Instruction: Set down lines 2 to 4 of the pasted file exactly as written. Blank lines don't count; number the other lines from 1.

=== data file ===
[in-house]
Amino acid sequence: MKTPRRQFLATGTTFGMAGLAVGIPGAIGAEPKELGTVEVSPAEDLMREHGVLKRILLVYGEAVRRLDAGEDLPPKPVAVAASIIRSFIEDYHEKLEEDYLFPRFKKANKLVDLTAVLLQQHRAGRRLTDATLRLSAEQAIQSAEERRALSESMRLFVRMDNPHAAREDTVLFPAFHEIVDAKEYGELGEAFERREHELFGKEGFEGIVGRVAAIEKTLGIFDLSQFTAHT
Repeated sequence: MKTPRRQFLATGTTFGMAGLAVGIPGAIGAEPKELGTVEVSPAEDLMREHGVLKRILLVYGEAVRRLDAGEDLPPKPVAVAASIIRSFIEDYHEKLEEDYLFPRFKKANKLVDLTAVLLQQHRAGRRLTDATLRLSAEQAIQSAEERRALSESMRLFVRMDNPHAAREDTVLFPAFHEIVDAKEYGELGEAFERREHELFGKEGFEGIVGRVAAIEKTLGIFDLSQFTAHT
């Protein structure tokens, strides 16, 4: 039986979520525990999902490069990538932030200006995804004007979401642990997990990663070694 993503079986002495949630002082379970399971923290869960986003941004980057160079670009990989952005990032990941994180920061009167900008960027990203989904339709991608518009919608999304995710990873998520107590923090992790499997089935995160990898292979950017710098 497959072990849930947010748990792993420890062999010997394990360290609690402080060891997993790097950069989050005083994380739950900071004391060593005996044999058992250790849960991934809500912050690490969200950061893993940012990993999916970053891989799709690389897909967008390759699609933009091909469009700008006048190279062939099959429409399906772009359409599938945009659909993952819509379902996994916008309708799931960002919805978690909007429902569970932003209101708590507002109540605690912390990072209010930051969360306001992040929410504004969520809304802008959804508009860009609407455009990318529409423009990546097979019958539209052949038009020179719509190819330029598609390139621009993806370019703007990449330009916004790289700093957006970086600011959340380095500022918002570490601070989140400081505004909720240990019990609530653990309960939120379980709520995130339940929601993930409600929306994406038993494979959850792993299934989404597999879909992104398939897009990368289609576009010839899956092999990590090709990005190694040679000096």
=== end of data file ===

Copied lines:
Amino acid sequence: MKTPRRQFLATGTTFGMAGLAVGIPGAIGAEPKELGTVEVSPAEDLMREHGVLKRILLVYGEAVRRLDAGEDLPPKPVAVAASIIRSFIEDYHEKLEEDYLFPRFKKANKLVDLTAVLLQQHRAGRRLTDATLRLSAEQAIQSAEERRALSESMRLFVRMDNPHAAREDTVLFPAFHEIVDAKEYGELGEAFERREHELFGKEGFEGIVGRVAAIEKTLGIFDLSQFTAHT
Repeated sequence: MKTPRRQFLATGTTFGMAGLAVGIPGAIGAEPKELGTVEVSPAEDLMREHGVLKRILLVYGEAVRRLDAGEDLPPKPVAVAASIIRSFIEDYHEKLEEDYLFPRFKKANKLVDLTAVLLQQHRAGRRLTDATLRLSAEQAIQSAEERRALSESMRLFVRMDNPHAAREDTVLFPAFHEIVDAKEYGELGEAFERREHELFGKEGFEGIVGRVAAIEKTLGIFDLSQFTAHT
């Protein structure tokens, strides 16, 4: 039986979520525990999902490069990538932030200006995804004007979401642990997990990663070694 993503079986002495949630002082379970399971923290869960986003941004980057160079670009990989952005990032990941994180920061009167900008960027990203989904339709991608518009919608999304995710990873998520107590923090992790499997089935995160990898292979950017710098 497959072990849930947010748990792993420890062999010997394990360290609690402080060891997993790097950069989050005083994380739950900071004391060593005996044999058992250790849960991934809500912050690490969200950061893993940012990993999916970053891989799709690389897909967008390759699609933009091909469009700008006048190279062939099959429409399906772009359409599938945009659909993952819509379902996994916008309708799931960002919805978690909007429902569970932003209101708590507002109540605690912390990072209010930051969360306001992040929410504004969520809304802008959804508009860009609407455009990318529409423009990546097979019958539209052949038009020179719509190819330029598609390139621009993806370019703007990449330009916004790289700093957006970086600011959340380095500022918002570490601070989140400081505004909720240990019990609530653990309960939120379980709520995130339940929601993930409600929306994406038993494979959850792993299934989404597999879909992104398939897009990368289609576009010839899956092999990590090709990005190694040679000096």